Trial briefs are filed over the AT&T/Time Warner merger. The government says that market conditions are "conducive to coordination."
As the U.S. government gets set to fight AT&T's proposed acquisition of Time Warner in a D.C. federal court, the Department of Justice on Friday submitted a trial brief that sharpens its theories on why the $85 billion merger deserves to be blocked. Justice Department officials say the outcome of the case "will chart the course for the future of video-content delivery in the United States" and are also ridiculing the other side's response.
"First, there is the Star Wars defense: Everything the government is telling the Court is stale and out of context — it is from a long time ago in a galaxy far, far away," the government states in its brief. "Not so. To the contrary, as will be shown at trial, the government is challenging this merger to address the real concerns of real people who populate the real marketplace today. And tomorrow as well, since the acquisition would give AT&T a new tool to slow down the development and growth of disruptive online competitors in the future. The fact that this is an evolving industry does not provide a reason to let the challenged acquisition proceed. Just the opposite: It provides a compelling additional reason why it should be blocked."
The three-week trial begins on March 19 and will represent one of the most important antitrust trials in American history. Although the U.S. government has taken bold actions in the past including forcing Hollywood studios to divest themselves of movie theaters in the 1940s and breaking up local and long-distance phone services in the 1980s, antitrust regulators have traditionally shied away from attempting to stop a vertical merger, that is, one between a distributor and a supplier. In November, after President Donald Trump promised that the AT&T/Time Warner merger would indeed be forbidden by his administration, the Justice Department brought suit with the allegation that the marriage between the entity that owns rights to broadcast NCAA March Madness with the telecom that owns DirecTV would "result in fewer innovative offerings and higher bills for American families."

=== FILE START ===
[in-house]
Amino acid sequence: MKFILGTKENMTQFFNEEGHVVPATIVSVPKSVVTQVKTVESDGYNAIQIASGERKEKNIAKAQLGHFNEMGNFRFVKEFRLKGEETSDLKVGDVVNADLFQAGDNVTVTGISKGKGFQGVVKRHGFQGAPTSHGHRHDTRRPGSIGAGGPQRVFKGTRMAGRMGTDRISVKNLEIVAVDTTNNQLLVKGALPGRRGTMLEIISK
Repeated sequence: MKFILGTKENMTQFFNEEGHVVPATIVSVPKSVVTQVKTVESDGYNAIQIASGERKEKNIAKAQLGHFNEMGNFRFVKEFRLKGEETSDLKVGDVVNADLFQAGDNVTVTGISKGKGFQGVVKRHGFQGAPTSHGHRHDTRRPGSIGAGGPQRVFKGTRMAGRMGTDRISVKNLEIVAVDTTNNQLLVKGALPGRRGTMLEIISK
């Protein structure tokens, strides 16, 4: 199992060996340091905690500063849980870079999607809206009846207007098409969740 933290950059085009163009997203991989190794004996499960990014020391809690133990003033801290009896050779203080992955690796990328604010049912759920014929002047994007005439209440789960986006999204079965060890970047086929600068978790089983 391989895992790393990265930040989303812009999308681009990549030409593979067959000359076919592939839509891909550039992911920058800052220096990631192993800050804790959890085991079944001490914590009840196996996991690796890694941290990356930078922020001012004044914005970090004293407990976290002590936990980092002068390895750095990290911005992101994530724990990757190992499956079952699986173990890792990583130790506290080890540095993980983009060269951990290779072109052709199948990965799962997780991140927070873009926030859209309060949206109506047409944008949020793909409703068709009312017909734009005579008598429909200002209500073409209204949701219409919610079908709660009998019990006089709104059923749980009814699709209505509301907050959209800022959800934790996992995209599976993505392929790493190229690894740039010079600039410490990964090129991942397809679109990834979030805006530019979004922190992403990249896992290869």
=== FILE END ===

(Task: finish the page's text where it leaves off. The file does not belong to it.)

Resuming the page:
Claiming that the merging parties would "have the incentive and ability to substantially lessen competition by withholding or raising the price for" content is one thing, but what does the government specifically think will happen should the merger pass the judge's scrutiny? Relying upon experts, the Justice Department submits in its brief and will assert at trial that several things harmful to consumers are more likely to occur than not.
First, the government will attempt to prove that cable and satellite customers can expect their monthly bills to rise. The brief says this adds up to "hundreds of millions of dollars more than they do now to watch their favorite programs on TV."
In its own trial brief, AT&T and Time Warner dispute this prospective price increase. They think that billions of dollars in efficiencies from the merger will translate into a price decrease for customers, and even if the government is right, they say it's miniscule.
"For example, in his initial report, the government’s expert claimed, with startling and implausible precision, that the merger will cause consumer pay-TV prices to rise by a monthly total of 27 cents per subscriber, or less than 0.2% of a consumer’s average monthly bill," states the brief. "Just a few weeks later, after fiddling with some input dials, the expert managed to almost double that insubstantial result to a still-insubstantial 45-cent monthly increase, all of 0.4% per bill, which is where the government currently stakes its case."
The government is also suggesting that the merger would harm competition by constraining AT&T's rivals from effectively using HBO as a competitive tool. Currently, a number of distributors use HBO and its shows like Game of Thrones and Silicon Valley to win subscribers and market share, but the government asserts this will change if AT&T becomes less inclined to allow rivals the right to use HBO in marketing and promotions. AT&T responds this is all "illogical" and that the evidence will show the opposite — that HBO needs these promotions far more than cable and satellite companies do.